Exercise as a Prescription for Depression, Anxiety, Chronic Stress (like Diabetes) and Sensorium

The most recent podcast on the Psychiatry & Psychotherapy Podcast is on the benefits of exercise for depression and cognitive function. I cover 17 studies on the benefits of different kinds of exercise, most specifically strength training.

Optimize Exercise

Strength training may be underestimated in terms of improving cognitive function and depression. I wrote a blog about this in the past, and it is a passion of mine. Basically, strength makes people harder to kill.  

  • Strength also keeps sensorium (total body health) up when faced with unplanned medical issues.

  • Post-ICU muscle weakness had overall worse survival outcomes.

  • Handgrip strength predicted functional outcome in hip-fractured women.

  • Low muscle mass (sarcopenia) increased risk of developing delirium in one large multisite study of 588 hospitalized elderly patients.

  • Once to twice weekly resistance training over 12 months improved executive function, selective attention, and even conflict resolution, whereas balance and tone training had deteriorated function

  • 10 weeks of a supervised progressive resistance training program, performed three times a week, was shown to improve depression, as well as improve bodily pain, vitality, and social functioning. It was also shown to decrease limitations on routine activities from emotional problems.

  • In a study looking at high and low intensities of progressive resistance training in adults >60 years old, a decrease in depression symptoms was more significant in the high intensity exercise group. The high intensity group was lifting 3x8 reps at 80% their one rep max, whereas the low intensity group was doing 20% of their one rep max. The depression scale assessed sleep, feelings of guilt, mood, anxiety and slowness of thought, speech, and action. Strength gain was directly associated with a reduction in depressive symptoms. Those in the high intensity group felt like they had more vitality than those in the other groups. Sleep quality improved significantly in all participants, with the greatest relative change in the high intensity group. Another important finding in this study was that there was an association between a change in depressive symptoms and gain in muscle strength.

  • Exercise In General

    • One study that looked at groups of people in a spread of 15 different studies found that a high level of physical activity had a 38% lower cognitive decline and those with low to moderate levels of physical activity had 35% lower cognitive decline than those that did not

      • One very recent article of a follow up of a group of 1,462 women over 44 years showed those with high fitness measured by a cycling machine had 88% lower risk of developing dementia compared to those with medium levels of fitness. Also those in the high fitness group that did develop dementia, had a delayed onset by 9.5 years compared to those with a low fitness level.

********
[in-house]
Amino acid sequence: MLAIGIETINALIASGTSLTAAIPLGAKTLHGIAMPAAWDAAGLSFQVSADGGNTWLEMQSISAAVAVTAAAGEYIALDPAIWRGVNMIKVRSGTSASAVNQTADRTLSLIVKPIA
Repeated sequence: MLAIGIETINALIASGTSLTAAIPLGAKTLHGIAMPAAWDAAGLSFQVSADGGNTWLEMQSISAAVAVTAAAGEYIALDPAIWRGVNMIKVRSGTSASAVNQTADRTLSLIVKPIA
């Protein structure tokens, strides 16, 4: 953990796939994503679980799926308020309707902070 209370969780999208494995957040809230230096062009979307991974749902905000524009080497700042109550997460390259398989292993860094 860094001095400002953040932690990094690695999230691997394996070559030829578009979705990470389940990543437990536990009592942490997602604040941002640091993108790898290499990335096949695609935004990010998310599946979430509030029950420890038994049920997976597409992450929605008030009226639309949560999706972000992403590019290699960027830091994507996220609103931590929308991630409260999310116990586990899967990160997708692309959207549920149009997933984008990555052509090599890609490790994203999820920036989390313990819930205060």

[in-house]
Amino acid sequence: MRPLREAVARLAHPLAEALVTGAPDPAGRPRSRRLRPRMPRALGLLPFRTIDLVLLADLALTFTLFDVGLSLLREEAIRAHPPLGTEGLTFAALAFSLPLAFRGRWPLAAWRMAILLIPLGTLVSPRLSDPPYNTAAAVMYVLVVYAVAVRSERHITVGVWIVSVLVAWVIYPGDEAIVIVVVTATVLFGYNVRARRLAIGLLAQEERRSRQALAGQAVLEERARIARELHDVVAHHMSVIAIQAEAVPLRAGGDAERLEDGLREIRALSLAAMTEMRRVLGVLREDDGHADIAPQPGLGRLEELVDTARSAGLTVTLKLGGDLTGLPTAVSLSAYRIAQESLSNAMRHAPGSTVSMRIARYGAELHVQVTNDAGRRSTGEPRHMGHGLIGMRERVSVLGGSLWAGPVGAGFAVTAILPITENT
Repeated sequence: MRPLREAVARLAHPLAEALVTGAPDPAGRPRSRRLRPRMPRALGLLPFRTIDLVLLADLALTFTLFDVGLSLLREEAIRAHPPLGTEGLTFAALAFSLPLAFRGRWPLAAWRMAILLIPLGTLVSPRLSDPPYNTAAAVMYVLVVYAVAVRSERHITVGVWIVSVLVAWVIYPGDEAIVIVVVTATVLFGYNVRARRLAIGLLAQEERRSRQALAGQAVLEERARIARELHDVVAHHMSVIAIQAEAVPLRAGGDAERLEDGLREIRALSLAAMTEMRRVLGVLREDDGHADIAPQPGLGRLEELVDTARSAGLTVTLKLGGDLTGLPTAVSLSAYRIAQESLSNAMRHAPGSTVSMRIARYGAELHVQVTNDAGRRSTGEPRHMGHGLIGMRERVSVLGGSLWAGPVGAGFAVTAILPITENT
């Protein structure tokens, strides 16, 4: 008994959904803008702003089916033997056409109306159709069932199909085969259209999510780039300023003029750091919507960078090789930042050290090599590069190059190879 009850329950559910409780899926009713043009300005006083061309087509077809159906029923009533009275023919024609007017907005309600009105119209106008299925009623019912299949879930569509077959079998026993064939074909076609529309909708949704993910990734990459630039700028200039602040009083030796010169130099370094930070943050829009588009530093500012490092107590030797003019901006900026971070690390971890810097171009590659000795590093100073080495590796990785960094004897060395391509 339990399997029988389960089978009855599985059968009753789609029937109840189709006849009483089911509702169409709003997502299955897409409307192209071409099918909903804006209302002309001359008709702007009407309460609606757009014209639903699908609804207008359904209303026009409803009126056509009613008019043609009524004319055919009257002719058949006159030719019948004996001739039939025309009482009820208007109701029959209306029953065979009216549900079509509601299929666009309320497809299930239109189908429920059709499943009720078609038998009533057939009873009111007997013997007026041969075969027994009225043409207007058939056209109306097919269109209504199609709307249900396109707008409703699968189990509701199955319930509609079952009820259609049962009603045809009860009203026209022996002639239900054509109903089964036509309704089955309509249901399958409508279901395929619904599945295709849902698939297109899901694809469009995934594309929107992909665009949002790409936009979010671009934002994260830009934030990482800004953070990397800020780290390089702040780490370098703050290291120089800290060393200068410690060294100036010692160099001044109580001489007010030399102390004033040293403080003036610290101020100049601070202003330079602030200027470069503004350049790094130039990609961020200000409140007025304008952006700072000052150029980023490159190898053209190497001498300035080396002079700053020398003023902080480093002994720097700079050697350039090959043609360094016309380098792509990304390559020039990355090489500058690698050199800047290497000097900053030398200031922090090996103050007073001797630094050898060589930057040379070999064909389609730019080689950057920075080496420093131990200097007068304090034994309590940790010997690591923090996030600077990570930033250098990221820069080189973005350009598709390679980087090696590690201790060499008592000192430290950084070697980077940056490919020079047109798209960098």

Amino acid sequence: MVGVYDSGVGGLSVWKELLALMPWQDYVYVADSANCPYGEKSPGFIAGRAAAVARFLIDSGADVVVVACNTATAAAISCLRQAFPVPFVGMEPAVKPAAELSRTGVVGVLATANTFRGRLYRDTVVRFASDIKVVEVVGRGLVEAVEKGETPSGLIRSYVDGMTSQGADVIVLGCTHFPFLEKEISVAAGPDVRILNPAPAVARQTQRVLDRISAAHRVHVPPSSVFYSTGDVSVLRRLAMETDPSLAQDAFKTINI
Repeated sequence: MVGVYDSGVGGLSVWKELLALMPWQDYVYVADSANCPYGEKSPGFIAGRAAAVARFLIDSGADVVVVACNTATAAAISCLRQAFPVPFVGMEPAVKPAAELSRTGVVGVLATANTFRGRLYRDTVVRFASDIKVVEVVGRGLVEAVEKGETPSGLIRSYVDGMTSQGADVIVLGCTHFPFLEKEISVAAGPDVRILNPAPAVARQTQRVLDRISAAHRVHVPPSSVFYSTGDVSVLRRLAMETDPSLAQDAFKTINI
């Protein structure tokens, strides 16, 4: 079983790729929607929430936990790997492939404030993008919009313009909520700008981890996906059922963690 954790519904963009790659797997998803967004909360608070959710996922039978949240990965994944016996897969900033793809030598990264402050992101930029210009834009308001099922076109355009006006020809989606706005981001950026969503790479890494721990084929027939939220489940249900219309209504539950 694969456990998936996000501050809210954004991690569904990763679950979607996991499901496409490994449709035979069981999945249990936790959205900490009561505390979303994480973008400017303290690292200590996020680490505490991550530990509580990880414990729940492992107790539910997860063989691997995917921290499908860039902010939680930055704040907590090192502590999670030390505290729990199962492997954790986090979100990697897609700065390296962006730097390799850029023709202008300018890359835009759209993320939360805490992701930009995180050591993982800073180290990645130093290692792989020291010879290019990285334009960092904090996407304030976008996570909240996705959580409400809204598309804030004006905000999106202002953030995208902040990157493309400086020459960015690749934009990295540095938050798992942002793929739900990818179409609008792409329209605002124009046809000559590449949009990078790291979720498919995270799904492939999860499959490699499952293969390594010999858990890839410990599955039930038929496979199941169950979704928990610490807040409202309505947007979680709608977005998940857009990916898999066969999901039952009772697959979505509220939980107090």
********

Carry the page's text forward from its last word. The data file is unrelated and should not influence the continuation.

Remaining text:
• Exercise-induced epigenetic changes increased BDNF in mice allowing for increased brain plasticity

      • Exercise increases BDNF, uncoupling protein 2 (important for learning and memory), executive function of cognition (scheduling, planning, monitoring, task coordination), and therefore is neuro-generative, neuroadaptive, and neuroprotective. Further, it counteracts the effects of stress, both future stress (decreases learned helplessness when subjected to overwhelming stress), and past stress.

      • Exercise in the elderly was associated with improved executive function and processing speed

      • Exercise reduces the risk of cancer occurrence, progression, and mortality (Dhabhar 2014)

      • Exercise Duke Study: Exercise and Zoloft have a similar effect

      • Lifestyle changes upregulate and downregulate hundreds of genes.  

  • Exercise and Diabetes:

    • One study on strength training of type 2 diabetes patients had those with diabetes only train one leg three times per week for 6 weeks. After clamping off the legs, they found the trained leg had better blood flow, increased leg glucose clearance, increased GLUT4, insulin receptor, protein kinase B-alph/B, glycogen synthase and GS total activity. Strength training enhances insulin action in skeletal muscles.

      • A study compared strength training with endurance training and found that the only a significant improvement was seen in the strength training group:

        • decline in HbA1c (8.3% to 7.1%),

        • decrease blood glucose (204mg/dL to 147mg/dL)

        • Total cholesterol (207mg/dL to 183mg/dL)

        • LDL (120mg/dL to 106mg/dL)

        • Trigliceride levels (229mg/dL to 150mg/dL)

My exercise recommendations:

I use a model called “Starting Strength” and recommend this book and watching these videos on technique:

Do 3 sets of 5 repetitions each to start out.  

Consider getting a coach if you live by one, or an online coach if you want to be a garage warrior like I am!

This is a link to online coaching (use the discount code of “courage”)
https://startingstrengthonlinecoaching.com/ref/courage/

Best Regards,

Dr. Puder

For PDF with citations with links to articles go here.

 

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